'And he stretched himself upon the child three times, and cried unto the Lord… and the LORD heard the voice of Elijah.'
We often say our prayers. But do we really pray?
Those who will be broken in prayer are the ones who break hellish fortresses.
Elijah was dealt an unexpected blow. The blessing of friendship he enjoyed with this woman and her son was attacked by a deathly spectre. The young mother that Elijah had blessed was now facing an unspeakable curse: the death of her little boy.
But Elijah knows a God who can redeem the worst of tragedies. But this redemption is not brought down on the careless wings of half-hearted praying. He doesn’t merely look at the boy, shrug his shoulders and say ‘Well if it’s your will, God…’.
He takes the dead boy and brings him into his own bed. He makes this personal.
He stretches himself out upon the boy. He identifies with him. He takes this boy’s death as if it were his very own.
He does it three times. He persists. His faith will not be turned away by a lack of answer the first two times. Three times he stretches himself out in crying out for life.
His voice is heard. God sends life back into the boy. Do we pray just to pray? Is it a mere personal exercise – a form of meditation? Or do we pray in order to be heard?
Not only is the boy raised to life, the mother finds a new life for herself, one that cannot be taken away from her. Elijah had built a relationship with a woman who did not share his faith. He had blessed her with bread and she was grateful. But it was in seeing her boy raised that she came to personal faith.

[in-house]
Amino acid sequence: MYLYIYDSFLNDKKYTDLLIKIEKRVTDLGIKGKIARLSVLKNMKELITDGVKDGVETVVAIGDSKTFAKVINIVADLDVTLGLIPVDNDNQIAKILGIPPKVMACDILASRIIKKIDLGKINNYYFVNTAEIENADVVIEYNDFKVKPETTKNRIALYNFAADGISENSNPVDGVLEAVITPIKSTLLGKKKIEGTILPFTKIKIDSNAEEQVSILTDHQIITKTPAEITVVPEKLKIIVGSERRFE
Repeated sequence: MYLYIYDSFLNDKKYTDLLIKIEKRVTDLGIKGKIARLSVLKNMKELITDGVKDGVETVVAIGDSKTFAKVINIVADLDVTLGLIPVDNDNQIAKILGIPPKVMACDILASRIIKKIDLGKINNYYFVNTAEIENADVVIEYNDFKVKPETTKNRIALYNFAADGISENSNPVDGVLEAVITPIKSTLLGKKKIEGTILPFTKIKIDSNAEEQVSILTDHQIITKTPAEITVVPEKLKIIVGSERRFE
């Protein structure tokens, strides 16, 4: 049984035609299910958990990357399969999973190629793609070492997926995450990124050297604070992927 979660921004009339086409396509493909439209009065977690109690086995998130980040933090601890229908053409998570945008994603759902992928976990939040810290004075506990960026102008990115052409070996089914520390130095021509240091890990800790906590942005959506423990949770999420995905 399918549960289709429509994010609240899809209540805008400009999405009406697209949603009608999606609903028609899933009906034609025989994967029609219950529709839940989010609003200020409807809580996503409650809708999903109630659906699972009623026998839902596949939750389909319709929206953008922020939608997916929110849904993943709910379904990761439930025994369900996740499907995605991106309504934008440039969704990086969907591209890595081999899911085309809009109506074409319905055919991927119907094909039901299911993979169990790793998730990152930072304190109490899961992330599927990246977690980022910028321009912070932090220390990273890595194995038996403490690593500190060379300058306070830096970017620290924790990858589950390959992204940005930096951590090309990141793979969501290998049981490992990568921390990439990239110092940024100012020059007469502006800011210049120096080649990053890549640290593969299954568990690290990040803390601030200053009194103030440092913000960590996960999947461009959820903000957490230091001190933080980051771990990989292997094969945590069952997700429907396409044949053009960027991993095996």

Churches do many activities that the wider community benefits from. Christians have started countless soup kitchens, hospitals, and orphanages during the last 2,000 years. We’ve done so much of it, that society now expects it.
Feeding the poor gives moral validation to the message of a God who generously and freely gives to those who are spiritually poor. This will soften some hearts. It makes some people appreciative and can give us a hearing. But charity programs are not one of the ‘signs that shall follow those that believe.’ They are not in the sense Jesus meant when he uttered those words. We can do such things without an ounce of supernatural help.
Some things will simply not happen until we learn how to pray in such a way that causes us to be heard. How many of us can say to an unbelieving world when it faces tragedy, ‘Give me your son’? How many of us are willing to risk such embarrassment? Are we willing to risk our image for God’s glory?
We need people who can pray God's life into a perishing generation. Such prayer comes from long hours spent alone with God as well as a willingness to take risk. It’s not cultivated by praying with one eye on heaven and the other checking how many likes our last social media post got. It comes when we learn to pray specific prayers for real crises in real space and real time.